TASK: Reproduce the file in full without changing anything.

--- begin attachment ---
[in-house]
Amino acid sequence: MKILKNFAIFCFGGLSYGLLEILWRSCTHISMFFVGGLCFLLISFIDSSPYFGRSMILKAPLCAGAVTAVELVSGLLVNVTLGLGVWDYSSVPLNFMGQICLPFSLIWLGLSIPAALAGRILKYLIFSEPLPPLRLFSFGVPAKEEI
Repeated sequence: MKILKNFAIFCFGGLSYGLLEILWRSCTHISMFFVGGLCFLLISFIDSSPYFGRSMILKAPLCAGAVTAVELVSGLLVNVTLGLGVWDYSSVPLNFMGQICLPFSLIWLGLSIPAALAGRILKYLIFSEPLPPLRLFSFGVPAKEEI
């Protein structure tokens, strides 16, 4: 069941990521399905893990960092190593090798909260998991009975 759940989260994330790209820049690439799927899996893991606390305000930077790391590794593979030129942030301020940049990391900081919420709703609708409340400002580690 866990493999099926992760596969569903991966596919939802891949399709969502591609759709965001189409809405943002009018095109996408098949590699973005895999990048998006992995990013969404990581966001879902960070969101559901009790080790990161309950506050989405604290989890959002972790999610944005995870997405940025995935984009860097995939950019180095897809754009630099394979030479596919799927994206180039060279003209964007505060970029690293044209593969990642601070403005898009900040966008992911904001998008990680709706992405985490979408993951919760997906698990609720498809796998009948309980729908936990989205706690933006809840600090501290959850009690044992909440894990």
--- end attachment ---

[in-house]
Amino acid sequence: MKILKNFAIFCFGGLSYGLLEILWRSCTHISMFFVGGLCFLLISFIDSSPYFGRSMILKAPLCAGAVTAVELVSGLLVNVTLGLGVWDYSSVPLNFMGQICLPFSLIWLGLSIPAALAGRILKYLIFSEPLPPLRLFSFGVPAKEEI
Repeated sequence: MKILKNFAIFCFGGLSYGLLEILWRSCTHISMFFVGGLCFLLISFIDSSPYFGRSMILKAPLCAGAVTAVELVSGLLVNVTLGLGVWDYSSVPLNFMGQICLPFSLIWLGLSIPAALAGRILKYLIFSEPLPPLRLFSFGVPAKEEI
């Protein structure tokens, strides 16, 4: 069941990521399905893990960092190593090798909260998991009975 759940989260994330790209820049690439799927899996893991606390305000930077790391590794593979030129942030301020940049990391900081919420709703609708409340400002580690 866990493999099926992760596969569903991966596919939802891949399709969502591609759709965001189409809405943002009018095109996408098949590699973005895999990048998006992995990013969404990581966001879902960070969101559901009790080790990161309950506050989405604290989890959002972790999610944005995870997405940025995935984009860097995939950019180095897809754009630099394979030479596919799927994206180039060279003209964007505060970029690293044209593969990642601070403005898009900040966008992911904001998008990680709706992405985490979408993951919760997906698990609720498809796998009948309980729908936990989205706690933006809840600090501290959850009690044992909440894990």